After the decision for the purchase and implementation of new software has been made, the inevitable next step is to introduce the software to your organization. But how do you introduce new software successfully and what should be at the center of attention? An interview with Clemens Schmidt, IT developer, administrator, coach, project manager and consultant, and Michael Schenkel of microTOOL.
Michael Schenkel: Mr. Schmidt, you have vast experience regarding the introduction and administration of new software and are also an experienced consultant. What are the most common reasons for failing software introductions and what part of the process should be taken better care of?
Clemens Schmidt: I guess there is no need to talk about the required usability, options, quality etc. of a software. So what comes to mind first are two sentences that express some of my experiences: The weak point of every software-based system is the user; thus, they must be given special attention. The ones that should – SHOULD, I say – benefit the most from a software-based system are the users; thus, they must be given special attention.
Michael Schenkel: How do you feel about the growing need to cut costs?
Clemens Schmidt: Well, if this is the first thing future users learn about a new software solution the future of the project does not look promising, and the planned costs will very likely be exceeded.
Michael Schenkel: Why is that?
Clemens Schmidt: The goals of a project need to offer something tangible, a real-world benefit for the users. Otherwise they are likely to reject the project, consciously or unconsciously. This will have a negative effect on the introduction and also create unnecessary costs, costs that are to be avoided! Trying to save money by cutting excitement factors, evaluations, trainings or workshops will ultimately have the opposite effect.
Michael Schenkel: We as a tool manufacturer would never recommend to cut software implementation costs…
Clemens Schmidt: Because cutting implementation costs actually makes no sense at all; cost cutting very often leads to structural problems, and getting rid of these problems at a later point of the project is much more expensive than getting it right the first time. A friend of mine once said, ‘Cutting costs is the most expensive thing’.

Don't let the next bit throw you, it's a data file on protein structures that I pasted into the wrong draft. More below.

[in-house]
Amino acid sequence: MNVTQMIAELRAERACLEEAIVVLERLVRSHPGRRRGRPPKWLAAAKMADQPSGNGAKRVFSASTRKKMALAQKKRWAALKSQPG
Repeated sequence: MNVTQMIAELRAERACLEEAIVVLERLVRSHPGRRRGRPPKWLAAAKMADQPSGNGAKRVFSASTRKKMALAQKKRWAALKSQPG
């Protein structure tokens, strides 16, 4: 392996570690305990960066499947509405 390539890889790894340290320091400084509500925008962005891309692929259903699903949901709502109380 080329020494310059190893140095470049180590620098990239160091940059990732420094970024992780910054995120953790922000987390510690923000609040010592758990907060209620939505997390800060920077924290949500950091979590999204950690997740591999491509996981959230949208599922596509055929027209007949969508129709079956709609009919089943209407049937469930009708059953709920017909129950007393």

Michael Schenkel: So what is important when introducing new software? Project marketing?
Clemens Schmidt: An honest, authentic, transparent, custom-tailored approach that involves all departments, including project marketing. This no easy task; but it will pay off in the long run.
Michael Schenkel: Have you got an example?
Clemens Schmidt: Sure. Let’s look at a software introduction pushed by management. How and when should users be made aware of the introduction and its goals? The users should be informed about the search for a new software as soon as it begins, and they should also be informed about the goals and about who is in charge. In addition, they should be provided with regular updates on the state of the project; this creates transparency and helps to avoid rumors. Also, the goals should be phrased to reflect the interests of the users! To explain all this I have put together possible goals and arguments and divided them into three separate groups.
- Goals and arguments well received by users
Improved informations flows (finding, not looking; knowing, not asking)
Simple, intuitive operation
The system should help our company grow
We need an accessible, well structured systemfor all
The system must help to simplify procedures, to avoid mistakes, to minimize stress
- Goals and arguments falling flat with users (management yadyada that is entirely abstract and has no real-world application for users)
We want to save money
We want to more efficiently
We need to improve transparency and control
Something external (the norm, the market…)
We must stay competitive
- Goals and arguments of zero interest to users (only to be mentioned upon request)
Application of innovative technologies
Minimized administrative effort
Managememt expectations (some numbers, cuts)
Michael Schenkel: In other words…
Clemens Schmidt: Upon close inspection you can say that goals that fall flat with users are reached automatically when reaching those that are well received by them. But if these goals are mentioned first it is possible that users think they are not as important.
Michael Schenkel: Is it fair to say that the success of a software introduction hinges on his or her acceptance?
Clemens Schmidt: Absolutely. Involving users is as important as finding the ideal software.
Michael Schenkel: Do you have more tips?
Clements Schmidt: Yes. Depending on how extensive the software is and how complex the user scenarios are, a modular approach to introduction may help to save costs. Stumbling blocks only appear in partial projects and do not delay the entire project. In addition, results are available earlier, which helps managers to justify the project (laughs). Also, in my opinion agile methods are helpful for software introductions. Realizing requirements should be daily business, but creating excitement is the real challenge!
Michael Schenkel: Thank you for your time.
Clemens Schmidt: My pleasure.
Find more information on Clemens Schmidt at http://tec-arts.de/.
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